Use your power. Ask them for whatever you want. You’ll be surprised at how eager they are to please you.
This, explained the instructor, was how we, six representative shopkeepers, were to deal with the other 120 participants in this 30-minute game meant to simulate the social and economic realities for millions of families who live in extreme poverty.
The setup was simple. An open conference room outfitted with plastic tarps, one per family unit, supplied with newspaper and a bucket of water and flour paste. To pay for rent, food, and perhaps health care, these families would make paper bags. These were then sold to shopkeepers like myself in units of 10.
While the setup was simple, the psychology of the game proved to be anything but. As shopkeepers, we were informed that in this game we held the power over the families. We were to pay little for their product. So little that most families couldn’t afford to pay their exorbitant rent at the end of the 10-minute “week.” We could yell and demand extra favors. Our job was not only to cheat, but also to systematically and emotionally oppress their will to do anything but hopelessly make more bags.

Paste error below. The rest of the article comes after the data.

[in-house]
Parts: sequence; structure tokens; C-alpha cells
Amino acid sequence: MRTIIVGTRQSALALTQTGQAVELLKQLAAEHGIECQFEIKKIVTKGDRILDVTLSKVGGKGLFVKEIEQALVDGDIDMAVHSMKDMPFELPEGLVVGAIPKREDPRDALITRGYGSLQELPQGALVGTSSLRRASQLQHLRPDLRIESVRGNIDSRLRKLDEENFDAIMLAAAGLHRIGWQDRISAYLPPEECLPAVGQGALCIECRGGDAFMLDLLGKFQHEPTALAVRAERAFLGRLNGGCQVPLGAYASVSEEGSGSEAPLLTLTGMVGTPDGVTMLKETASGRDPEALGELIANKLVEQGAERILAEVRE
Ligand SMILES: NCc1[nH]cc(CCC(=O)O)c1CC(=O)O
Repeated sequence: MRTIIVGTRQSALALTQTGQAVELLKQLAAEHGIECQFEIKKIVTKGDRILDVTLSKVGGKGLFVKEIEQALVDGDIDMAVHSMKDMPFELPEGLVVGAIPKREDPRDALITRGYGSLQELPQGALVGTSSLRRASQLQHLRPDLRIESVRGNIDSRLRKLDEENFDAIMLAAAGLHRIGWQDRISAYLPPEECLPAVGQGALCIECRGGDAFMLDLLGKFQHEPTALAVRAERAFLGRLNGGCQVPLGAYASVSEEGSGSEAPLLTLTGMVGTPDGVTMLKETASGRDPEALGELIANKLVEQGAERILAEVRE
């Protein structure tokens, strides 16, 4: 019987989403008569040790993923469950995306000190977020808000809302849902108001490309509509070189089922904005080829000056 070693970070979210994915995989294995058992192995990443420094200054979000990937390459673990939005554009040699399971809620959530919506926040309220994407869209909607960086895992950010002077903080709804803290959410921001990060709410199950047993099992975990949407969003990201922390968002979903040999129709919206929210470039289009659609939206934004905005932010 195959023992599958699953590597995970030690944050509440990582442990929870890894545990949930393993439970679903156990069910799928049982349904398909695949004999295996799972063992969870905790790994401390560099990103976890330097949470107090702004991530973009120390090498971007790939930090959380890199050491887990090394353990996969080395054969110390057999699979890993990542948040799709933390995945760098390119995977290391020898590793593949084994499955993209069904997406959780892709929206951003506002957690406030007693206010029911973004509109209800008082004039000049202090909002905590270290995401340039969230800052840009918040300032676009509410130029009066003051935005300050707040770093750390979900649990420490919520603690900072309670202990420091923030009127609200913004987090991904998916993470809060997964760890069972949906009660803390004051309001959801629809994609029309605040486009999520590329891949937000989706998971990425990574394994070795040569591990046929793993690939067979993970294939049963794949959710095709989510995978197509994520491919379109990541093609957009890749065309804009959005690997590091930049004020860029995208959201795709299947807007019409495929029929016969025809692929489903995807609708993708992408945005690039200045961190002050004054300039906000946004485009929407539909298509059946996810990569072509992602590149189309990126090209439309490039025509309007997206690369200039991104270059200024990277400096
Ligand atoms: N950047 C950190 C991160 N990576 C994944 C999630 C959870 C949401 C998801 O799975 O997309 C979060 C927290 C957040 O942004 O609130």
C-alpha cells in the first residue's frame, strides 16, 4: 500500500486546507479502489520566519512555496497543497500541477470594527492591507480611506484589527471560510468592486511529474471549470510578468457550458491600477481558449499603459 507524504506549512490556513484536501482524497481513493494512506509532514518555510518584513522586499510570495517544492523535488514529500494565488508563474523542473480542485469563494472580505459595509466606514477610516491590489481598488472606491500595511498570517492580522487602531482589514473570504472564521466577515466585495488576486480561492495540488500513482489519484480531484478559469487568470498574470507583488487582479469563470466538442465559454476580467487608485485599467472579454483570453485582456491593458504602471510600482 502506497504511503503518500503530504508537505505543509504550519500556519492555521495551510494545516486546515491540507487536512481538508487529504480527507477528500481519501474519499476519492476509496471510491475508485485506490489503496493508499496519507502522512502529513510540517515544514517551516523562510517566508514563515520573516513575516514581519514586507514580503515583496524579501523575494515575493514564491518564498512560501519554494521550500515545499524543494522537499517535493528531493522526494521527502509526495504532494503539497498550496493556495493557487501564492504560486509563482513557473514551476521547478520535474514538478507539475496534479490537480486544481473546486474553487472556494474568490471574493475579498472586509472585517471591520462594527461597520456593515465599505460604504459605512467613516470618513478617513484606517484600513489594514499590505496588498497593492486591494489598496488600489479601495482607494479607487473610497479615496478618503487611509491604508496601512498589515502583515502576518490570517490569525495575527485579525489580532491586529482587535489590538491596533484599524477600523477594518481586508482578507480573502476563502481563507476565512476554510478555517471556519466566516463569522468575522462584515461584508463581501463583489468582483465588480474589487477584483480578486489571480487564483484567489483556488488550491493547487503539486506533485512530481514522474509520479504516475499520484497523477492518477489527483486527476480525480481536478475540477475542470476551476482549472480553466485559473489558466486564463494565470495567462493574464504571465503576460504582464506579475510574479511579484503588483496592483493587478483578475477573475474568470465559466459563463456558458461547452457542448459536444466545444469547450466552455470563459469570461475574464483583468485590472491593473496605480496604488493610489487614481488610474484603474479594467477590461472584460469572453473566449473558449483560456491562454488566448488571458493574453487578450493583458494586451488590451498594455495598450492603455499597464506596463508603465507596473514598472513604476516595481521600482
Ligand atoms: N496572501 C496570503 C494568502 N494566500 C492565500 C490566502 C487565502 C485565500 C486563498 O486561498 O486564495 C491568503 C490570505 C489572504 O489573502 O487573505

The simulation began with loud rock music. We walked between the frantic families, hunkered over ripped newspaper and paste, clapping and yelling at them: “Work faster!” The first family to approach me bowed respectfully and presented their 10 bags. I paid them well, compared to the next shopkeeper, and consoled myself that I wasn’t THAT bad.
But soon, to my surprise, I changed.